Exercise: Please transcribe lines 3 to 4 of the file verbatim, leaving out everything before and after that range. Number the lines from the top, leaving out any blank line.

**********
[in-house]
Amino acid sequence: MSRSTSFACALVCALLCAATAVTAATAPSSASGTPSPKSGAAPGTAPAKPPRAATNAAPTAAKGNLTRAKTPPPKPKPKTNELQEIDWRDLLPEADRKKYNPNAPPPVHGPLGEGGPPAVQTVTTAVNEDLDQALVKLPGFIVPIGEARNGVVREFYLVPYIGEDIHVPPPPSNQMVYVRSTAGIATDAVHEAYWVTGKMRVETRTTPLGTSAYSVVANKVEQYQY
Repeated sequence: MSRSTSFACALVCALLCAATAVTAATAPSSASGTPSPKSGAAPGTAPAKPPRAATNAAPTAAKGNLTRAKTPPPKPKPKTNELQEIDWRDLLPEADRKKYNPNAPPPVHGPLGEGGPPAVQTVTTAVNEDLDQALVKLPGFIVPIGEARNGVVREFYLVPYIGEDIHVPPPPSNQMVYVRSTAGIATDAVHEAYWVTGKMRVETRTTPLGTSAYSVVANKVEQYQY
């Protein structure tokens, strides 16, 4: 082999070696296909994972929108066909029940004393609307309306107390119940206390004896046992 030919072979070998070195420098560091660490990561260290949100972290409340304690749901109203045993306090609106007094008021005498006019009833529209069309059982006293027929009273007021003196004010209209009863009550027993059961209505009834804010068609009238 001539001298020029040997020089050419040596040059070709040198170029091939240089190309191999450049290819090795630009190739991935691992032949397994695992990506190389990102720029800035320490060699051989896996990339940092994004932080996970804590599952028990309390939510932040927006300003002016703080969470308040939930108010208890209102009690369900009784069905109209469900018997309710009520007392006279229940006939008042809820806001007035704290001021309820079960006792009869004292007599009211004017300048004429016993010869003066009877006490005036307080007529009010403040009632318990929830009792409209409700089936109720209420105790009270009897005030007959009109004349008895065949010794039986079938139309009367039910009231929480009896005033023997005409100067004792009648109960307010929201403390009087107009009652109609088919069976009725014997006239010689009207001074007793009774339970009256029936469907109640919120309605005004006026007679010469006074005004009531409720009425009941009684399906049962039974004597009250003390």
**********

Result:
Repeated sequence: MSRSTSFACALVCALLCAATAVTAATAPSSASGTPSPKSGAAPGTAPAKPPRAATNAAPTAAKGNLTRAKTPPPKPKPKTNELQEIDWRDLLPEADRKKYNPNAPPPVHGPLGEGGPPAVQTVTTAVNEDLDQALVKLPGFIVPIGEARNGVVREFYLVPYIGEDIHVPPPPSNQMVYVRSTAGIATDAVHEAYWVTGKMRVETRTTPLGTSAYSVVANKVEQYQY
């Protein structure tokens, strides 16, 4: 082999070696296909994972929108066909029940004393609307309306107390119940206390004896046992 030919072979070998070195420098560091660490990561260290949100972290409340304690749901109203045993306090609106007094008021005498006019009833529209069309059982006293027929009273007021003196004010209209009863009550027993059961209505009834804010068609009238 001539001298020029040997020089050419040596040059070709040198170029091939240089190309191999450049290819090795630009190739991935691992032949397994695992990506190389990102720029800035320490060699051989896996990339940092994004932080996970804590599952028990309390939510932040927006300003002016703080969470308040939930108010208890209102009690369900009784069905109209469900018997309710009520007392006279229940006939008042809820806001007035704290001021309820079960006792009869004292007599009211004017300048004429016993010869003066009877006490005036307080007529009010403040009632318990929830009792409209409700089936109720209420105790009270009897005030007959009109004349008895065949010794039986079938139309009367039910009231929480009896005033023997005409100067004792009648109960307010929201403390009087107009009652109609088919069976009725014997006239010689009207001074007793009774339970009256029936469907109640919120309605005004006026007679010469006074005004009531409720009425009941009684399906049962039974004597009250003390």